Police close Ipswich drug den

VIDEO Police in Ipswich have continued their war on drugs by closing down another crack house in the town bringing the total for the year to six.The latest closure took place on Wednesday when police boarded up a flat in the heart of the town's red light district and ordered the occupant to leave.

POLICE in Ipswich have continued their war on drugs by closing down another crack house in the town bringing the total for the year to six.

The latest closure took place on Wednesday when police boarded up a flat in the heart of the town's red light district and ordered the occupant to leave.

The closure is the sixth this year under powers given to police to help combat drug use and anti-social behaviour in troubled areas.

The flat, in Burlington Road, was boarded up and the occupant, Brian McNeil, was warned he will be arrested if he returns within three months.


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Police say other residents of the flats had complained about loud noises from guests, and drug paraphernalia left strewn around the building.

Syringes and other evidence of hard drug use were found in the grounds of a nursing home next door to the block, within throwing distance a window of Mr McNeil's flat.

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Pc Ali Livingstone, who lead the operation, said: “We had numerous complaints that people were committing all kinds of anti-social behaviour at the premises - loud arguments in the night time, attempted break-ins at other properties and leaving drug paraphernalia discarded nearby.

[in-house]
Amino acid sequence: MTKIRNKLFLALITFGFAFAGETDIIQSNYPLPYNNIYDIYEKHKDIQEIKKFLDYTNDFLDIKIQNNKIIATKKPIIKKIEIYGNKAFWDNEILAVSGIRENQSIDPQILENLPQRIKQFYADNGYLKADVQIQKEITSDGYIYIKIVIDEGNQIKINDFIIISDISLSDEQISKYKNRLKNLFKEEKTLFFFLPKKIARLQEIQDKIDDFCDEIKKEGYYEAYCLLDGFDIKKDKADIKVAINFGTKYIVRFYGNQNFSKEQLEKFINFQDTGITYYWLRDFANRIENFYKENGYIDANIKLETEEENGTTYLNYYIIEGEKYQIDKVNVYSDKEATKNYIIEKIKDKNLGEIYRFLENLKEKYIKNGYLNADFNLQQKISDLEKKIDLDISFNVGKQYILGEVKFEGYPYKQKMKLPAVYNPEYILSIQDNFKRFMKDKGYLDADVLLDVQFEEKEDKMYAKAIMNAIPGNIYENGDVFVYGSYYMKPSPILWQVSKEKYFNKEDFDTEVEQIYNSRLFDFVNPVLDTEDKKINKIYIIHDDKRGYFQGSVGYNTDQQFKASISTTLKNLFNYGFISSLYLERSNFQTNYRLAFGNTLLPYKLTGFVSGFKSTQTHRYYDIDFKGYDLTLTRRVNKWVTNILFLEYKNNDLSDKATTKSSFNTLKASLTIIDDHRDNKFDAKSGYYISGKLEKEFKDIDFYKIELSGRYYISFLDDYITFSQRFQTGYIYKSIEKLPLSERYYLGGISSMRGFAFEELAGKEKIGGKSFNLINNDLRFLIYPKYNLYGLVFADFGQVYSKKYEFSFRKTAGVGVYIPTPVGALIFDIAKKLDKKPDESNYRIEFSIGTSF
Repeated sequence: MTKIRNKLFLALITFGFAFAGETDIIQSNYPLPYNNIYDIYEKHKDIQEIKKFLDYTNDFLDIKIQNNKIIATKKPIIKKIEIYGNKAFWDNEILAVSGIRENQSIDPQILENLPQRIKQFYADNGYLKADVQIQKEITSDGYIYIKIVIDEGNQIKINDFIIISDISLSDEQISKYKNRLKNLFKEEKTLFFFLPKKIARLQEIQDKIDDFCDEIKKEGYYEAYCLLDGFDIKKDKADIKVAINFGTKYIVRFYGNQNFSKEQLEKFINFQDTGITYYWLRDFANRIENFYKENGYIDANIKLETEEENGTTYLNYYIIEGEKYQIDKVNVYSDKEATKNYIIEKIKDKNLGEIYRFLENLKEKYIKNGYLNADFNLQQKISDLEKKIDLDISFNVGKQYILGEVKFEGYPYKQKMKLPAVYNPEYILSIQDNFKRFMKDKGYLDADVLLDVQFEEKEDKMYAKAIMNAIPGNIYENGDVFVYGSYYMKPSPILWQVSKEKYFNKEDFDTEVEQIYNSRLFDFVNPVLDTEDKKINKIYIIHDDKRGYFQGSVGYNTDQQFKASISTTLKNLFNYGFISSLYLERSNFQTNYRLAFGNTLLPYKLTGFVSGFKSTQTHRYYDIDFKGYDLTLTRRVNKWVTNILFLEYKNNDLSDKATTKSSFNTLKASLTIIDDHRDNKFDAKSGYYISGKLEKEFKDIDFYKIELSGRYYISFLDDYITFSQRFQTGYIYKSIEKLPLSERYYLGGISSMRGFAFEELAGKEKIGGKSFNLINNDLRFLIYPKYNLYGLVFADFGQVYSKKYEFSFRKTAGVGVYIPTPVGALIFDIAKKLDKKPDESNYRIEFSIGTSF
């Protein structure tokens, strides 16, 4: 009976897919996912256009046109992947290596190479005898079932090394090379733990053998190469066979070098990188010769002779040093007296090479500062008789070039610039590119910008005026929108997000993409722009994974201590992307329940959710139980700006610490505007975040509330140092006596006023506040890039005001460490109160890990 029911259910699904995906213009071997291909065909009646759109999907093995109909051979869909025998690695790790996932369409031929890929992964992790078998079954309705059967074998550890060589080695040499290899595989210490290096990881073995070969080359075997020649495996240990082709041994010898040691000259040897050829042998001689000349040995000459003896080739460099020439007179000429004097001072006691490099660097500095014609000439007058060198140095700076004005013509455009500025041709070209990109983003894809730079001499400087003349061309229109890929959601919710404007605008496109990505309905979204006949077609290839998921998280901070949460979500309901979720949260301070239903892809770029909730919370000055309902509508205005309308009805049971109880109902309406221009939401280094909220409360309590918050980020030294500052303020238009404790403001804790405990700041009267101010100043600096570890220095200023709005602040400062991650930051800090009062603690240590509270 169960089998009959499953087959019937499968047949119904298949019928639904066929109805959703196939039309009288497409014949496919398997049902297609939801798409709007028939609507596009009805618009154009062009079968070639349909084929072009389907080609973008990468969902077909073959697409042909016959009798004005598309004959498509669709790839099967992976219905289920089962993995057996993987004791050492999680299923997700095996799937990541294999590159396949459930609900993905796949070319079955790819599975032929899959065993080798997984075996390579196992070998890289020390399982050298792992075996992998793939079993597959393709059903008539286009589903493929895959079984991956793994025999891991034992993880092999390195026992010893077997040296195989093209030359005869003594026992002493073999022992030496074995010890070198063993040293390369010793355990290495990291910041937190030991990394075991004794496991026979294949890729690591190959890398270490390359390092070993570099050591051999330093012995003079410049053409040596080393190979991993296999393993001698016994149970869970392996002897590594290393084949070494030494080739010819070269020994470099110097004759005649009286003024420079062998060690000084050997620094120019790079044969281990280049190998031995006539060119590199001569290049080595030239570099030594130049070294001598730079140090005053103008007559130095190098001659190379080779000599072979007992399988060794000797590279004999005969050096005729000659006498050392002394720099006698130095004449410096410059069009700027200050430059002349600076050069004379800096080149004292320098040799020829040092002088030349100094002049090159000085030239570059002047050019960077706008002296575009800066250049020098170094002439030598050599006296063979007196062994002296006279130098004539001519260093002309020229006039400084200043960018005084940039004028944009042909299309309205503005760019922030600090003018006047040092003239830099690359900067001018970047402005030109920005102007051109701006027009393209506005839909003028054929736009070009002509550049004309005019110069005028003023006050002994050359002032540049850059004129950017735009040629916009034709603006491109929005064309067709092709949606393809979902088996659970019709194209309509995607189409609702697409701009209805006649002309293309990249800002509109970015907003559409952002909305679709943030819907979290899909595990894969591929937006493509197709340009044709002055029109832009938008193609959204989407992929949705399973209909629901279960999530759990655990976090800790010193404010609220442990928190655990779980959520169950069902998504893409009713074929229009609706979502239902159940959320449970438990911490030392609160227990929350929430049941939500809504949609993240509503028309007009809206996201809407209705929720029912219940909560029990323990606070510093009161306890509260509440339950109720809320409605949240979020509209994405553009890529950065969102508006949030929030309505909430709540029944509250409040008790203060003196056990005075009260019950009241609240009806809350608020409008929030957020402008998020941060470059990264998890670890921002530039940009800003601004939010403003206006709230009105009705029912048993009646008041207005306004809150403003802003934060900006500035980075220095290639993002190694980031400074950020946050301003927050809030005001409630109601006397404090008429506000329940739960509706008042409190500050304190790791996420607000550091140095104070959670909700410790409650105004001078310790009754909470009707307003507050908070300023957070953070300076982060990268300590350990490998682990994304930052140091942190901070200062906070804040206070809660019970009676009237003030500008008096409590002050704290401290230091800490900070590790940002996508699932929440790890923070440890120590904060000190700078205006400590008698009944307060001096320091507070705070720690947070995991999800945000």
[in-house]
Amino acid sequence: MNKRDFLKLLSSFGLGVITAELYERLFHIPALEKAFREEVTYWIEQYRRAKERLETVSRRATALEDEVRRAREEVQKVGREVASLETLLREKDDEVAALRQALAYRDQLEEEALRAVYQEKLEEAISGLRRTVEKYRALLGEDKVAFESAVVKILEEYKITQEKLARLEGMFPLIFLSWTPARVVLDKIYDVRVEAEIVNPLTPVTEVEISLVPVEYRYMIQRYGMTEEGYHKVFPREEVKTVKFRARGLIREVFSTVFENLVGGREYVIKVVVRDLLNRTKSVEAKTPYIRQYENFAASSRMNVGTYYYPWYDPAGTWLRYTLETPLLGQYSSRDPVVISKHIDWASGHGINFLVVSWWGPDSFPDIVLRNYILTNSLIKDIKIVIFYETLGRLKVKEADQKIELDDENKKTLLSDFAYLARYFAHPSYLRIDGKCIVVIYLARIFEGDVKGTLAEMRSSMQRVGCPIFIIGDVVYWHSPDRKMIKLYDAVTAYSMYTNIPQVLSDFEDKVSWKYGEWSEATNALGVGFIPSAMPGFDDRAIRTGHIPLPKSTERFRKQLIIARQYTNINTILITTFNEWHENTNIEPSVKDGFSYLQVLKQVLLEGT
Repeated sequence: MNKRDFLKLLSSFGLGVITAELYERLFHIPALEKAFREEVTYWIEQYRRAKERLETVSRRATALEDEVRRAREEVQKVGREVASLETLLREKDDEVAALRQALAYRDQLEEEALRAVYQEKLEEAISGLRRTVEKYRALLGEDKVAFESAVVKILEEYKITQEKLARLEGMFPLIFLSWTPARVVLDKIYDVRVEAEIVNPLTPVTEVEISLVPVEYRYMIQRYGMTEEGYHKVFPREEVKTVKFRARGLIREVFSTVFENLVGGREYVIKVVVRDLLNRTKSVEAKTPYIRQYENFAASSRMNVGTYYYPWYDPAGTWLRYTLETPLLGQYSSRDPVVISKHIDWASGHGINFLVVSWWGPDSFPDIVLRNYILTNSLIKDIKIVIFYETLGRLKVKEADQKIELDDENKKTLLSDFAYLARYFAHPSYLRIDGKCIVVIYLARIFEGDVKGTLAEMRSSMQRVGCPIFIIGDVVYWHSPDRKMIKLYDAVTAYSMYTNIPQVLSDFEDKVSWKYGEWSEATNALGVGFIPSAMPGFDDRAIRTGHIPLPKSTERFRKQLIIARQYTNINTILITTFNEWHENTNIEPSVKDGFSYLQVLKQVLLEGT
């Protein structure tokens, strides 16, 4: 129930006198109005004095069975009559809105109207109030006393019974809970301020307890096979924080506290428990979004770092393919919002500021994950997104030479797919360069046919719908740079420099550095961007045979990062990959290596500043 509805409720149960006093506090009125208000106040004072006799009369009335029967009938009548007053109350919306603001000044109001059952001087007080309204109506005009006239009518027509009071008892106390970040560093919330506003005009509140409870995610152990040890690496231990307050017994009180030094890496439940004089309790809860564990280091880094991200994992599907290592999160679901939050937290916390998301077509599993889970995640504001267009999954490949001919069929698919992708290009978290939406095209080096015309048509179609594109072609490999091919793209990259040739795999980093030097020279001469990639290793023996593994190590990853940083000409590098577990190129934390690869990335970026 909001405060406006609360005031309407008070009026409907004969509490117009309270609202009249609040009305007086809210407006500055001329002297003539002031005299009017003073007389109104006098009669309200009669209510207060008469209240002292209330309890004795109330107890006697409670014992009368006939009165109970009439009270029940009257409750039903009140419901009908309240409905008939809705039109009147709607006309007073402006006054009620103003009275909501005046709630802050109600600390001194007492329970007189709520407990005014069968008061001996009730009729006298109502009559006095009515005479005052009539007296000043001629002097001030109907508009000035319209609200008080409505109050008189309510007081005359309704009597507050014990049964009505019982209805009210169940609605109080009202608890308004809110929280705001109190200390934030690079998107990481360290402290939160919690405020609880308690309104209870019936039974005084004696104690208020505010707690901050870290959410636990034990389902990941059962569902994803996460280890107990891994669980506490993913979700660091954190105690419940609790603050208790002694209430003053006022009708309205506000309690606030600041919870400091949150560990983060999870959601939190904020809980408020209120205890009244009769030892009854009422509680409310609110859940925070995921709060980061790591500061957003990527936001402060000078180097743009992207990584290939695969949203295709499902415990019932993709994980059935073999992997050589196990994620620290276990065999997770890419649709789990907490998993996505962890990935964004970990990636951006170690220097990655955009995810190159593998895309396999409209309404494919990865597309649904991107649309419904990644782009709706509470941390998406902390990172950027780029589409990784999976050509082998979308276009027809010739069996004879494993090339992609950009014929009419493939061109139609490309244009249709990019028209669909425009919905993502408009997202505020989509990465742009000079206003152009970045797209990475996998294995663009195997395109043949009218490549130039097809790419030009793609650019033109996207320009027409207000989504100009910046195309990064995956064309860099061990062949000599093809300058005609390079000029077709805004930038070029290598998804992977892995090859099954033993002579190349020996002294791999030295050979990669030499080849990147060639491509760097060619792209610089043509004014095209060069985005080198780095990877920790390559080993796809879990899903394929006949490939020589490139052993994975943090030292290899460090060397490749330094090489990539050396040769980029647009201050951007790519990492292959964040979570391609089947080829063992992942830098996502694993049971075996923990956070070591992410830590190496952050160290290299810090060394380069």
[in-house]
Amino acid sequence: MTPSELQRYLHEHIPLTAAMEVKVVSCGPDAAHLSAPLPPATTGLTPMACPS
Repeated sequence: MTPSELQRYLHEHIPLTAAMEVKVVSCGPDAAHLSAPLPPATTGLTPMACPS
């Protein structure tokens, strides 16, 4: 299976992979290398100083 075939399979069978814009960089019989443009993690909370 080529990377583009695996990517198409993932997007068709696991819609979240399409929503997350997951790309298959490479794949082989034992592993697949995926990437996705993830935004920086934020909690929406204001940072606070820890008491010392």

“We have been very successful in obtaining crack house closure orders - it is a powerful piece of legislation which has a positive impact on areas which are worst affected by this kind of criminal activity and anti-social behaviour.”

Under the 2003 Anti-Social Behaviour Act, police can apply for a warrant to close a property and prevent anyone entering for three months, if there is evidence it is being used for Class A drug abuse and there is also evidence of disorder or causing a serious nuisance.

Pc Livingstone said: “If people are concerned in any way about anti-social behaviour which they believe is drug related they should contact us.”

Speaking to The Star after his eviction Mr McNeil denied he or guests at his flat had caused a serious nuisance and said he would be appealing the decision.

He said he has nowhere to go and the action taken by police, Ipswich Borough Council and Orwell Housing has made him homeless.

A neighbour, who did not wish to be named, described Mr McNeil as a kind man who helped her out and kept an eye on her.

She added that on the one occasion she could recall a disturbance, he had visited her to apologise the next day.

Other neighbours in the block declined to comment.

According to Ian Seeley, a solicitor at Ipswich Borough Council who works with police to implement the crack house closure laws, the powers have been used around 13 times since they were introduced.

Factfile - crack house closures:

n. Closing a premises involves first issuing a notice informing people that no one except the occupier can enter.

n. Police then have 48 hours to apply to courts for a closure notice.

n. If this is granted the occupier will be forced to leave and the premises secured so it cannot be re-entered.

n. Anyone who tries to get back in is committing a criminal offence under the 2003 Anti-Social Behaviour Act.

n. It is though Ipswich police have used these powers six times in the last 12 months, to close crack houses at Wherstead Road, Perkins Way, Downside Close, Orwell Heights, Newnham Court and Burlington Road.

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